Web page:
All of the above looked ok. Next I turned my attention to the load balancer. Because the vCenter Web Client was inaccessible I was not able to access the load balancer settings through the UI so I turned to the NSX API using Postman
To connect to the NSX manager that is associated with the load balancer you need to configure a Postman session with basic authentication and enter the NSX manager admin user & password.
To retrieve information on the load balancer you need to run the following GET:
I wont post the full response from the above command as it’s lengthy but scanning through it I noticed that the condition of each load balancer pool member was disabled. In the immortal words of Bart Simpson:
Now I dont know how it got into this state – maybe someone was doing some jenga style doomsday testing, pulling one brick at a time until the tower crashes! – but this certainly looked to be the cause of the issue. So I figured the quickest fix would be to do a PUT API call to NSX with condition enabled for the pool members and I’d be all set. Not so easy!
Running the following PUT appears to work temporarily (running a GET at the same time confirms this)
But the change does not get fully applied and reverts the conditions to disabled after about 30 seconds with the below error:
So to apply the change to the load balancer NSX requires a handoff with the PSC that is is mapped to…in this case its the load balanced PSC that is not functional. So the command fails.
So it was clear I needed to get at least 1 PSC operational before i could attempt to make a change. Time to play with some DNS redirects to “fool” the PSC services into starting.
As my PSCs are setup in HA mode behind a load balancer the SSO endpoint URL is https://sfo01psc01.sfo01.rainpole.local which both PSCs will respond from. So to get my first PSC up I changed the IP for sfo01psc01.sfo01.rainpole.local in DNS to point to the first PSC’s IP.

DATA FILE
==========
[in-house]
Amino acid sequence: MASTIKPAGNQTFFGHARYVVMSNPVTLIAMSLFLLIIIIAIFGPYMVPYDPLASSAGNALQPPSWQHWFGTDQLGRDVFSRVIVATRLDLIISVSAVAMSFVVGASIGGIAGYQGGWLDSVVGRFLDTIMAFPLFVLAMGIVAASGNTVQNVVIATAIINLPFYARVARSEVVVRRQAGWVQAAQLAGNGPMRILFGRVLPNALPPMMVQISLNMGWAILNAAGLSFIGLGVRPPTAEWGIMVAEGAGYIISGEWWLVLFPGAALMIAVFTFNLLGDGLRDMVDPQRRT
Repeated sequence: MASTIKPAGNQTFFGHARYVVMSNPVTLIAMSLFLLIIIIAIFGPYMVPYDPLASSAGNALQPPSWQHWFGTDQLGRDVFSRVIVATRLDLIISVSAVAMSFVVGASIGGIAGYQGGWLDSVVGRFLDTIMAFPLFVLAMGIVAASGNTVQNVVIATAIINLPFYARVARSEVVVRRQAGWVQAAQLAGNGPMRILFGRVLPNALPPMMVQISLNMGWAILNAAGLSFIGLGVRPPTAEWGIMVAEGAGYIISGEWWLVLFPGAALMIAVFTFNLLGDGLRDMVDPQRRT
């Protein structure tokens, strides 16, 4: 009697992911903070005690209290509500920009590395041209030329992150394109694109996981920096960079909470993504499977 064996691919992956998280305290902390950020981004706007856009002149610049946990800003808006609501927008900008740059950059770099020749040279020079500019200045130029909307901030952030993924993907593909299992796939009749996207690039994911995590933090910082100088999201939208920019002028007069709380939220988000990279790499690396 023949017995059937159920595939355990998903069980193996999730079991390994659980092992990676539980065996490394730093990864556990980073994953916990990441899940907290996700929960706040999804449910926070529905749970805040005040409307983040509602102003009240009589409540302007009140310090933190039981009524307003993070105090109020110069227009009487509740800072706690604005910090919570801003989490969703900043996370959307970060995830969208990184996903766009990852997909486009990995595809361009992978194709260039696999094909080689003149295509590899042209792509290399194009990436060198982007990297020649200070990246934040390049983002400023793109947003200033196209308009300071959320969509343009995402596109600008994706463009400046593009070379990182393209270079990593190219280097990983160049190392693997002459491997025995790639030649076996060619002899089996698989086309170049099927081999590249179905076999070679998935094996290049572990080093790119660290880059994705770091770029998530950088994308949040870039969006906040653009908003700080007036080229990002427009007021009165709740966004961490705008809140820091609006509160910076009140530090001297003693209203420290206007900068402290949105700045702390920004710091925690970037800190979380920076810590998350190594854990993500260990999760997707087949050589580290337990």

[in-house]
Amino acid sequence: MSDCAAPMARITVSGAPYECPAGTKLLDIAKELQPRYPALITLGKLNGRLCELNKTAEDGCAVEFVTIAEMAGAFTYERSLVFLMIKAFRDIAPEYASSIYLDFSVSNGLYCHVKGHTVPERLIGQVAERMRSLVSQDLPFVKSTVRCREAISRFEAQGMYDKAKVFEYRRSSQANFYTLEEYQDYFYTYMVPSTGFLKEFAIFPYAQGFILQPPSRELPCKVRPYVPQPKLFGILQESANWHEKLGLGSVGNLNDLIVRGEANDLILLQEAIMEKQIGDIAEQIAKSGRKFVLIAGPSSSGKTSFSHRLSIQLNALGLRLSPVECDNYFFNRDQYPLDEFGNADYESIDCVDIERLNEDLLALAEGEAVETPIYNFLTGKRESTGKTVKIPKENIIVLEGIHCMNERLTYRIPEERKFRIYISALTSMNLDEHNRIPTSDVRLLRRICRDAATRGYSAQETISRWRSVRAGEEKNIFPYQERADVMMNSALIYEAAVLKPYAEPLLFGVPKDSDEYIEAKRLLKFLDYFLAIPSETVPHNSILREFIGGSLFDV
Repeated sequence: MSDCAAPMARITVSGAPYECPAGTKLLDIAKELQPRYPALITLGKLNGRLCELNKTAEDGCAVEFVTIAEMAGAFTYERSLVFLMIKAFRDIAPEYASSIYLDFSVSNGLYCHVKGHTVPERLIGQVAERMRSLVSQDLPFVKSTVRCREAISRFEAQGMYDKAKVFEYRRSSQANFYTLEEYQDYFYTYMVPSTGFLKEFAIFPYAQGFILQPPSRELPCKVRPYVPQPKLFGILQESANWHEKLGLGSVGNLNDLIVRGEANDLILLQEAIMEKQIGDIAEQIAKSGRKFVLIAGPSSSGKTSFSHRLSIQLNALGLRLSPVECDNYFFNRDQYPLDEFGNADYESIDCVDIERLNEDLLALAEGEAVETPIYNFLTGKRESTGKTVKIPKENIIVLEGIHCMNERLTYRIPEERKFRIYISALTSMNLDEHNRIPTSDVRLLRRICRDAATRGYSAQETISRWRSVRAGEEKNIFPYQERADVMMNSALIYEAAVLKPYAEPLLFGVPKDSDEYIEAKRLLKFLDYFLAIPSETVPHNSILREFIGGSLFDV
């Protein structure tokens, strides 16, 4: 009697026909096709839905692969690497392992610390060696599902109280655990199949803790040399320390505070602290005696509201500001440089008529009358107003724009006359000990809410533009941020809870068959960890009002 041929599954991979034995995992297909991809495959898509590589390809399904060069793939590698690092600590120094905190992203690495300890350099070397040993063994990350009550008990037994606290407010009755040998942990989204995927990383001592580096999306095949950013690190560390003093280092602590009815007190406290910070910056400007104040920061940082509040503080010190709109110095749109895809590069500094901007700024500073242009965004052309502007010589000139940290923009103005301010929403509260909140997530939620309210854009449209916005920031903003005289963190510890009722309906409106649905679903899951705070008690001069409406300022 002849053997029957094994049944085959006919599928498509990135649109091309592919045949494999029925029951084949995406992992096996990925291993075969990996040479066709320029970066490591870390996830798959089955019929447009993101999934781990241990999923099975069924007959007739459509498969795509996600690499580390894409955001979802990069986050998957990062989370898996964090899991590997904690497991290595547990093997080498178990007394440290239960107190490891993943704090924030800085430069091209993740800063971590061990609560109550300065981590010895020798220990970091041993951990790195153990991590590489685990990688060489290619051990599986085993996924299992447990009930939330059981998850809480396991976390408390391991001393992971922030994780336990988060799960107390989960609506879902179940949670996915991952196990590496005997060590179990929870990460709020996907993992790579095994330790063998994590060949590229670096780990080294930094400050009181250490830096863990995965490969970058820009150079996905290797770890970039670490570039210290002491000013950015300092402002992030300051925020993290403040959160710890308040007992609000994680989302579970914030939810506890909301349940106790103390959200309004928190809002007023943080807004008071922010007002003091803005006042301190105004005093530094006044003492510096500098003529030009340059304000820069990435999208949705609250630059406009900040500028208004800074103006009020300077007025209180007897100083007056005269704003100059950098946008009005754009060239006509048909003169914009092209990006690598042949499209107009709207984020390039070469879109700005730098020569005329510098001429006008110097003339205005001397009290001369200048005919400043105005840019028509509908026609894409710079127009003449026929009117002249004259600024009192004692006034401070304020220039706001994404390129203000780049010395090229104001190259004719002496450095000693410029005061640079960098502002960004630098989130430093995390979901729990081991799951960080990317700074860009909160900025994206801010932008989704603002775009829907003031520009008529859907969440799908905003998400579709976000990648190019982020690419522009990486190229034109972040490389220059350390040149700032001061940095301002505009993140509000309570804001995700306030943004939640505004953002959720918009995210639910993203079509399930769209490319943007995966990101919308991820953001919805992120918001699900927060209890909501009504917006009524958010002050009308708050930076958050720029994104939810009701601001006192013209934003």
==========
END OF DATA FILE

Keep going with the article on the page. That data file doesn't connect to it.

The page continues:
So now, pings to the load balancer VIP FQDN sfo01psc01.sfo01.rainpole.local respond from the first PSC IP
Next I set a static entry in /etc/hosts on each of my PSCs, and vCenters to do the same as i’ve seen vCenter especially cache DNS entries in it’s local dnsmasq.
Next step was to stop & start all services on each PSC
service-control –stop –all
service-control –start –all
And hey presto the services started! Ran the same on vCenter and the services also started. This allowed me to go in and modify the load balancer pools to set the members to enabled.
Once the load balancer was back as it should be it was just a case of removing the /etc/hosts entries on each VM and reverting the DNS server change to point the load balancer FQDN back to its correct IP address.
For completeness I restarted all the services on each appliances in the above mentioned order
Moral of the story? Dont disable both nodes in a load balancer pool!
Now onwards with the original testing i needed to do!
vRealize Suite Lifecycle Manager (vRSLCM) is a one stop shop for lifecycle management (LCM) of your VMware vRealize Suite (vRA, vRB, vROPs, vRLI) . VMware Validate Designs leverages this via Cloud Builder for initial SDDC deployment but it also covers upgrade from a single interface, reducing the need to jump between interfaces by bringing all LCM tasks into a single UI. This doesn’t come without its challenges however, as vRSLCM is now responsible for aggregating all the install/upgrade logs and presenting them in a coherent manner to the user…which isn’t always the case. vRSLCM logs activity in /var/log/vlcm/vrlcm-server.log but at best you get something like this
Which let’s face it isnt very helpful…or is it? At first glance its just a job ID but thanks to @leahy_sin VMware CMBU I can now make this job ID give me more information in a much more structured way, similar to tail -f. Here’s how